That’s whether they’d lost their jobs or unable to get a line of credit for it. They themselves were predicting they’d be unable to pay their rent upcoming. We start off with that survey and that fed this fear for us and our landlords. We started communicating that out. That picked up some news media for us. While ahead of April 1, 2020, we were starting to do this media circuit and it wasn’t just us. We were seeing a lot of media trying to suggest the horrific is going to happen, like renters aren’t going to pay rent and that’s going to trickle up to landlords not paying mortgages and that’s going to trickle up to defaults.
I’m proud to say the real data that came on April 1, 2020, was not what the survey had necessarily indicated. We saw that, although it was worse than in prior months, it was nowhere near the doom and gloom that people had predicted. We saw that in April 2020 rents, 90% were paid in full. It’s higher than average for the amount paid late by a little bit, but still generally on par with being paid on time. We looked at that and we saw the same thing happened in May 2020, where a lot more people paid on time than everybody thought they weren’t. Part of what we wanted to do was send a message of like, “People are paying on time. All of the sphere, doom and gloom, that’s being propagated by the media isn’t necessarily accurate.”
If you’re a landlord in that time period, you were probably worried and probably even now see that most of your tenants didn’t pay on time. A lot of the things that the government did probably helped. It’s hard to tell. For April 2020, we saw that rent was later than normal. What happened with April 2020 was stimulus checks went out and then tenants were able to use that to catch up and pay the rent. We saw rent being paid in full, maybe a little late. We saw by the end of April 2020 that the initiatives in our employment had kicked in and people were no longer waiting as long in line as they were. We saw that May 2020 was similar, higher than average amount being late, but still paid on time.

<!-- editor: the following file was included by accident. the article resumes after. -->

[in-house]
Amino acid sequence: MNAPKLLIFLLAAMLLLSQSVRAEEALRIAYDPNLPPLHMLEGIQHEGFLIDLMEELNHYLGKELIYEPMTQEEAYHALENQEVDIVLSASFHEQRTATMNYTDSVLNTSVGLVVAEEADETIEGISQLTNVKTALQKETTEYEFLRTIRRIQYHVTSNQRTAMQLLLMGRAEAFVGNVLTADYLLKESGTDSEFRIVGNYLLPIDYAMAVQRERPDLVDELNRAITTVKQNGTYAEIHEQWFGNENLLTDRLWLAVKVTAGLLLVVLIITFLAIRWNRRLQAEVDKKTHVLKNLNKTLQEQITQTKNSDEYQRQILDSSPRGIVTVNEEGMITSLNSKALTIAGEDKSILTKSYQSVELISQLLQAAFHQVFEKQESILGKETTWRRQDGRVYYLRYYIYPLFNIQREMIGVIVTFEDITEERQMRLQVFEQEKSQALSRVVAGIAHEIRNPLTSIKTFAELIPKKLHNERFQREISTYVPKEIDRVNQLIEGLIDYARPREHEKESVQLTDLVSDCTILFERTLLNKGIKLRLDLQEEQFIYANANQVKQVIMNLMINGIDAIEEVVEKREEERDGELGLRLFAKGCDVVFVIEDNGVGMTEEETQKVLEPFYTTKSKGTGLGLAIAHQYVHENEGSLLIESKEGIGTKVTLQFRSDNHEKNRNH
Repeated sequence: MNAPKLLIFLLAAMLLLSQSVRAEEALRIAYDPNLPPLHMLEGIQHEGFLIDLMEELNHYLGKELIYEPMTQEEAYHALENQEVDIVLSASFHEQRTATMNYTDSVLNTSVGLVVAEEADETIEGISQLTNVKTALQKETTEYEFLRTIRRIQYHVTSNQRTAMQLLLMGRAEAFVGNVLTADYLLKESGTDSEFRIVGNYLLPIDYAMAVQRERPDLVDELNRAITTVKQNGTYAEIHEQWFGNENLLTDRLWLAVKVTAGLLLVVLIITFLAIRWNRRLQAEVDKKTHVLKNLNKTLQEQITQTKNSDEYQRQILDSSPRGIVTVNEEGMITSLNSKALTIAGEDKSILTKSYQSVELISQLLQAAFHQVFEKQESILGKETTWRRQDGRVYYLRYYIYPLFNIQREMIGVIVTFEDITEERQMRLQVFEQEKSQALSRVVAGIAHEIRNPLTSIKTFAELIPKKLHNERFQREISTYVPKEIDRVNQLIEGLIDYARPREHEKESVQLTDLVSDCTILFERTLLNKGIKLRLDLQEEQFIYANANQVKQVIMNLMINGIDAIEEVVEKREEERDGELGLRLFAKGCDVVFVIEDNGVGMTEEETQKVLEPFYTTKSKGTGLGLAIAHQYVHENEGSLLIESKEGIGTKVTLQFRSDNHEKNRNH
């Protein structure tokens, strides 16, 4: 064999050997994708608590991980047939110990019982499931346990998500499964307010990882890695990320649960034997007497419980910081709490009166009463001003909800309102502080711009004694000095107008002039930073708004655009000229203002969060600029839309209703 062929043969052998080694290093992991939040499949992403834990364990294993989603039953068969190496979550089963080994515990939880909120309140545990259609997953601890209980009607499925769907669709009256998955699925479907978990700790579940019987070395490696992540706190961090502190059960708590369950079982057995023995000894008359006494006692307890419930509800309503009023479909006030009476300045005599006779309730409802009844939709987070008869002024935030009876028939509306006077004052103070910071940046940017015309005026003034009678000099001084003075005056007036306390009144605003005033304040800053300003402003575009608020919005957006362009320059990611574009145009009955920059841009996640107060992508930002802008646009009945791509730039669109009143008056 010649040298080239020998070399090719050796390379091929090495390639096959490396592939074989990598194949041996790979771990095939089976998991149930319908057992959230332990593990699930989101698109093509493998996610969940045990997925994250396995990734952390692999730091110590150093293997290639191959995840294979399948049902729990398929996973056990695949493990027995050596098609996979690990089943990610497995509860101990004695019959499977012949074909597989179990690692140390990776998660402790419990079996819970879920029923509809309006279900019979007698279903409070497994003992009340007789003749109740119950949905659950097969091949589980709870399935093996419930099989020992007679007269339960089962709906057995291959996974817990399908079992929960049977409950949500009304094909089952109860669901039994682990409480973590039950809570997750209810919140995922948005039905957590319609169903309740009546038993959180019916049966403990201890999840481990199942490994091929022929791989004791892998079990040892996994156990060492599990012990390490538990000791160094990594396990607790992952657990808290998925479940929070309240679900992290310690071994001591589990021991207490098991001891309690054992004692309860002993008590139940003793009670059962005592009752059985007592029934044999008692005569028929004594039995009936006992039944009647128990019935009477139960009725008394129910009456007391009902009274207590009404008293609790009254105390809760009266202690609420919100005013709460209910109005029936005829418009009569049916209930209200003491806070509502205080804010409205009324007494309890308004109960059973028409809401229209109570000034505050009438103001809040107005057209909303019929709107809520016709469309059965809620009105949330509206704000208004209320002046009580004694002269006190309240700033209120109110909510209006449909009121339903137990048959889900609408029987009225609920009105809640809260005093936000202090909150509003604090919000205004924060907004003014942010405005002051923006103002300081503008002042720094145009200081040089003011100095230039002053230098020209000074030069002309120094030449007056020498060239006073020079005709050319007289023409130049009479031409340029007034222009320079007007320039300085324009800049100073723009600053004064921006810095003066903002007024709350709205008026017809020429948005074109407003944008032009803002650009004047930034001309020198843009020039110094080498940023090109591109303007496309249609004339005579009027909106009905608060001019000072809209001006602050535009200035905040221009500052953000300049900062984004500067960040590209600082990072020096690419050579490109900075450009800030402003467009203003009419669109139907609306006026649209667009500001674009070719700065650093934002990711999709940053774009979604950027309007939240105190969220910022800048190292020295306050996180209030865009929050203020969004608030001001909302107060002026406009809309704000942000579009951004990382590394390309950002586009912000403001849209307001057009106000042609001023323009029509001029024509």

June 2020 looks so far to be much the same. I’m happy to report that our numbers are showing that near 90% of rent is being paid on time or in full but a little bit late. Eighteen percent paid late roughly, but at least being paid so that’s great. It does beg some questions of what will happen because I know some of the stimulus stuff is over, especially around unemployment. That’s only going through July 31, 2020. Is it time to get worried again for August 1, 2020 and September 1, 2020 rent? I don’t know. There’s a dialogue and discussion to be had there.
What is that dialogue going to look like do you think?
I think it’s tough. I know there are a lot of talks about additional stimulus happening. I know that in various states, the economies are starting to reopen and people who were on furloughs or who lost their jobs are being brought back in. There’s somewhat of a race to rebound those positions before the stimulus runs out. I don’t know which is going to win. I’ve had a feeling seeing how behaviors have trended that if the race is lost and people aren’t brought back into work as quickly, what it ends up doing is it pushes rent to be late rather than not paid from what we see. Not as much fear to be had, but maybe more encouraging for landlords to start thinking about, “I am going to get this rent. I can be patient and work with my tenants and keep that communication open.” It’s not that they’re going to not pay, it might be later and then they don’t have to start doing war of the worlds as soon as they thought.